Chapters II and III point out that many small businesses or those that are highly leveraged and have little reserves, begin to fail when they have to shut down during a pandemic. They all have loans on which they have to pay interest and repay the loans they may have taken to set up the business. With no revenue coming in due to closure of the business, these companies lack the funds to either pay interest or any part towards repayment of the loans, and subsequently go into default. This creates a non-performing asset (NPA) for the banks and lending institutions, and this can also result in business failure.

If a large number of businesses collapse, the revival of the economy after a lockdown will be difficult, and may even be impossible. In the current situation, to prevent businesses from collapsing, the governments have announced loan packages to businesses and the central banks have offered additional liquidity. A moratorium on the repayment of loans and interest payment has also been announced so that businesses can pay the money they owe the banks after a certain number of months. The idea is that, by then, the businesses will pick up again and start generating revenue. In India, a sixmonth moratorium was allowed. But this only postpones the day of reckoning, since the interest will keep mounting. Interest on funds not repaid will also mount. In October, the government, prodded by the Supreme Court, offered to take the burden of the extra interest on the unpaid loan. If a business, when it restarts, makes little profit since demand is low, it will still not have the funds to pay the creditors and will eventually fail. Thus, for such businesses, the day of reckoning is only postponed.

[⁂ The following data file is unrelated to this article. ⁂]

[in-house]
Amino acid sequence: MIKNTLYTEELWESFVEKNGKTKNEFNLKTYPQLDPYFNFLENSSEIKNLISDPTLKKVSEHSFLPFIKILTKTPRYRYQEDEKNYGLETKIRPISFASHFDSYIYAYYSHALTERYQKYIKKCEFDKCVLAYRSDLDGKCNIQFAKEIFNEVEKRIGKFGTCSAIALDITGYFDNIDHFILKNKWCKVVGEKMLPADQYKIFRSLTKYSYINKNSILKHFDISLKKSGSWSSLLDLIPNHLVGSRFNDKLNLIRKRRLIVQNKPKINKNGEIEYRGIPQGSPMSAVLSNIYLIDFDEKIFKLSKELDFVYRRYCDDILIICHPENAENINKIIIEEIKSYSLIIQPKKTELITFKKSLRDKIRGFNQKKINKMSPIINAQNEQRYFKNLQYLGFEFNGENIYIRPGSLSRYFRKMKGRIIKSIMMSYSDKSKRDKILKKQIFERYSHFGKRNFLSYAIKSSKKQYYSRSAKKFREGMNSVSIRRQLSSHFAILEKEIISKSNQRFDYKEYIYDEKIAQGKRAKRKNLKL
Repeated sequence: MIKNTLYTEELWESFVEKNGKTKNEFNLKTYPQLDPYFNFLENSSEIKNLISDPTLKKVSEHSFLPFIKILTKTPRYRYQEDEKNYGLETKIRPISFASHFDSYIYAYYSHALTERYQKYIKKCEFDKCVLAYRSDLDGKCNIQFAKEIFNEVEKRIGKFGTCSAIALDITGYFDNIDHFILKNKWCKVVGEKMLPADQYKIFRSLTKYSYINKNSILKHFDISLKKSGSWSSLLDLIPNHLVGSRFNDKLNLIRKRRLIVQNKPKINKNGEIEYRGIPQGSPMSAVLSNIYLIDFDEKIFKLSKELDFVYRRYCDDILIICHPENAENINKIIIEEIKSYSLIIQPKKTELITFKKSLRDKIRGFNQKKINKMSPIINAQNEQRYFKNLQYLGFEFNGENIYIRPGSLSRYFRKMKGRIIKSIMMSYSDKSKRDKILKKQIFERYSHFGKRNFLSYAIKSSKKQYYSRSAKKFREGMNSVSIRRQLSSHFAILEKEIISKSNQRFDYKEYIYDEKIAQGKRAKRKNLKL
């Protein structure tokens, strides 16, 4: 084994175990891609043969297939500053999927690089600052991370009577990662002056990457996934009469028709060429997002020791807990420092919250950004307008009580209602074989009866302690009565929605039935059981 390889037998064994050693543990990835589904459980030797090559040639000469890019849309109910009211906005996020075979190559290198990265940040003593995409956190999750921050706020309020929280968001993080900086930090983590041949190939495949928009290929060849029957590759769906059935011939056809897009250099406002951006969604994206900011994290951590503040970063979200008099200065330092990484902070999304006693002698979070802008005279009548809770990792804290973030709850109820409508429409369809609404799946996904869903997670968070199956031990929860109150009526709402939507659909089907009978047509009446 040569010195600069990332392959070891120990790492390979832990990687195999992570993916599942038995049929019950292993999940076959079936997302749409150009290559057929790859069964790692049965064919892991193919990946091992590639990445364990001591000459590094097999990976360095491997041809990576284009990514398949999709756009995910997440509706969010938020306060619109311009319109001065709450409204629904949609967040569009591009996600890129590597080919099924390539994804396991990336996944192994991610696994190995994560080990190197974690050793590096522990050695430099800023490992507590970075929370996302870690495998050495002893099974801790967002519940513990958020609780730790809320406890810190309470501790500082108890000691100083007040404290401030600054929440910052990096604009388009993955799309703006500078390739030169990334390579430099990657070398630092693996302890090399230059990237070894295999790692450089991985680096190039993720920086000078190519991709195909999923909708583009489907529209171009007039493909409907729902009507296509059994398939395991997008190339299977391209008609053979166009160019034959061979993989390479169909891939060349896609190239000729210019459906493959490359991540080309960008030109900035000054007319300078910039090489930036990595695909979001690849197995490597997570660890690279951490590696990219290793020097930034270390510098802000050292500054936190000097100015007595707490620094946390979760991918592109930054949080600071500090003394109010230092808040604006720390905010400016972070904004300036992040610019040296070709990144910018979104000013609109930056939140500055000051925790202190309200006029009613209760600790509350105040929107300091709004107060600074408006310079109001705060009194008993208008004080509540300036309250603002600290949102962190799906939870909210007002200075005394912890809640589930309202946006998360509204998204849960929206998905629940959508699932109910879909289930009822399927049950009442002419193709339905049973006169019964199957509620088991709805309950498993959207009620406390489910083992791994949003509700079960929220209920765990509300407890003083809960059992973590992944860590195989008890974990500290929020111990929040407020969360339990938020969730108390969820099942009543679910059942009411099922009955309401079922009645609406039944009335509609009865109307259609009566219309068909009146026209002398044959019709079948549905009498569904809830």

The alternative is that a loan is given to the business by the government, and that is converted into equity when the business restarts. This is a more viable strategy. It is suggested that the equity be sold by the government in a few years, when the business gets going. It is also said that this way, the government also gains a certain premium. But this is going to be a messy situation if the governments have to take care of their investment in millions of businesses.

This scheme may also encourage crony capitalism, with the well-connected cornering a large share of the loans and many others not getting loans even if they are viable. In India, this could result in an increase in fraud.

If businesses collapse in spite of the loan, if demand does not pick up soon, the government will stand to lose the money it invested in these businesses. This is the reason banks are not lending to weak businesses even though liquidity has been pumped into the system to allow liberal lending. The chances are that many weak businesses will fail despite the loans being offered.

(Excerpted with permission from Indian Economy’s Greatest Crisis by Arun Kumar; published by Penguin Random House)